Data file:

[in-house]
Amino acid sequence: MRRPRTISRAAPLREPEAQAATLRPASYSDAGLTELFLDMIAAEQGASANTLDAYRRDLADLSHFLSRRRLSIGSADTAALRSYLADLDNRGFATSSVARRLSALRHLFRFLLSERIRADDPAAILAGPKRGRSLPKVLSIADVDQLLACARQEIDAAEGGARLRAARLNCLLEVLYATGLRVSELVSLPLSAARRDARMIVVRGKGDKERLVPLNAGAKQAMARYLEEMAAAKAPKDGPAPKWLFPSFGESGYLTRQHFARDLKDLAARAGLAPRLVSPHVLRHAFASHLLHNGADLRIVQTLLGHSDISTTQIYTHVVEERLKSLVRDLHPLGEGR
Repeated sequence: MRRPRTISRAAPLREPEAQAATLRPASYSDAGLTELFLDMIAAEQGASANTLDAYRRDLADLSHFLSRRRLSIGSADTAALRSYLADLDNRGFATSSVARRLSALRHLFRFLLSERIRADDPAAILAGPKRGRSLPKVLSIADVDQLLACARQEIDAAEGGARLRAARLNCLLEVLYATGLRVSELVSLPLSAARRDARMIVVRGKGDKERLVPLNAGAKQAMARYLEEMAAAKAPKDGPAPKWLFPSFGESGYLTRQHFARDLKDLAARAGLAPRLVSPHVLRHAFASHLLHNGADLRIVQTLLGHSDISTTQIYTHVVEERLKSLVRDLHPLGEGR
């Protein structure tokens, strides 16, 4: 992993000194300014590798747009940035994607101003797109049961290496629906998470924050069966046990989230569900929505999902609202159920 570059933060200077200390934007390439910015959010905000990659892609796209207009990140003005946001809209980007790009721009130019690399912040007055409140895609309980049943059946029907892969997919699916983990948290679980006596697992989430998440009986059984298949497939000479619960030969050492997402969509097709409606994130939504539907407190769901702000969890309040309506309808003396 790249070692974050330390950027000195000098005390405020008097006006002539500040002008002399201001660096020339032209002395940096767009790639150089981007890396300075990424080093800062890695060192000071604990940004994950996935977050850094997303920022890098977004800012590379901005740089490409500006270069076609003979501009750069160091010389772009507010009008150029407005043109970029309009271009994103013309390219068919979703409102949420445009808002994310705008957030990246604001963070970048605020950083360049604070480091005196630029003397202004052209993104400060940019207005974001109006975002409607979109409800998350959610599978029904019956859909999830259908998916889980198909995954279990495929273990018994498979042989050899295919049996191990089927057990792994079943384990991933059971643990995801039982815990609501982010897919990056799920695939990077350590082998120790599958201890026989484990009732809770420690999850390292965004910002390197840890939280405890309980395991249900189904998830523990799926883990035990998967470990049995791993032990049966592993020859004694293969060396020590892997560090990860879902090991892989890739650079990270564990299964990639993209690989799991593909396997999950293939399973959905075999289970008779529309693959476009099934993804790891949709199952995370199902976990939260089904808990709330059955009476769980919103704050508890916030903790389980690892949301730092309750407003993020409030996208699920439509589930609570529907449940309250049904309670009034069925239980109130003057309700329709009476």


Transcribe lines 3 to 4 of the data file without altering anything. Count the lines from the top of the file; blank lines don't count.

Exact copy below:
Repeated sequence: MRRPRTISRAAPLREPEAQAATLRPASYSDAGLTELFLDMIAAEQGASANTLDAYRRDLADLSHFLSRRRLSIGSADTAALRSYLADLDNRGFATSSVARRLSALRHLFRFLLSERIRADDPAAILAGPKRGRSLPKVLSIADVDQLLACARQEIDAAEGGARLRAARLNCLLEVLYATGLRVSELVSLPLSAARRDARMIVVRGKGDKERLVPLNAGAKQAMARYLEEMAAAKAPKDGPAPKWLFPSFGESGYLTRQHFARDLKDLAARAGLAPRLVSPHVLRHAFASHLLHNGADLRIVQTLLGHSDISTTQIYTHVVEERLKSLVRDLHPLGEGR
């Protein structure tokens, strides 16, 4: 992993000194300014590798747009940035994607101003797109049961290496629906998470924050069966046990989230569900929505999902609202159920 570059933060200077200390934007390439910015959010905000990659892609796209207009990140003005946001809209980007790009721009130019690399912040007055409140895609309980049943059946029907892969997919699916983990948290679980006596697992989430998440009986059984298949497939000479619960030969050492997402969509097709409606994130939504539907407190769901702000969890309040309506309808003396 790249070692974050330390950027000195000098005390405020008097006006002539500040002008002399201001660096020339032209002395940096767009790639150089981007890396300075990424080093800062890695060192000071604990940004994950996935977050850094997303920022890098977004800012590379901005740089490409500006270069076609003979501009750069160091010389772009507010009008150029407005043109970029309009271009994103013309390219068919979703409102949420445009808002994310705008957030990246604001963070970048605020950083360049604070480091005196630029003397202004052209993104400060940019207005974001109006975002409607979109409800998350959610599978029904019956859909999830259908998916889980198909995954279990495929273990018994498979042989050899295919049996191990089927057990792994079943384990991933059971643990995801039982815990609501982010897919990056799920695939990077350590082998120790599958201890026989484990009732809770420690999850390292965004910002390197840890939280405890309980395991249900189904998830523990799926883990035990998967470990049995791993032990049966592993020859004694293969060396020590892997560090990860879902090991892989890739650079990270564990299964990639993209690989799991593909396997999950293939399973959905075999289970008779529309693959476009099934993804790891949709199952995370199902976990939260089904808990709330059955009476769980919103704050508890916030903790389980690892949301730092309750407003993020409030996208699920439509589930609570529907449940309250049904309670009034069925239980109130003057309700329709009476």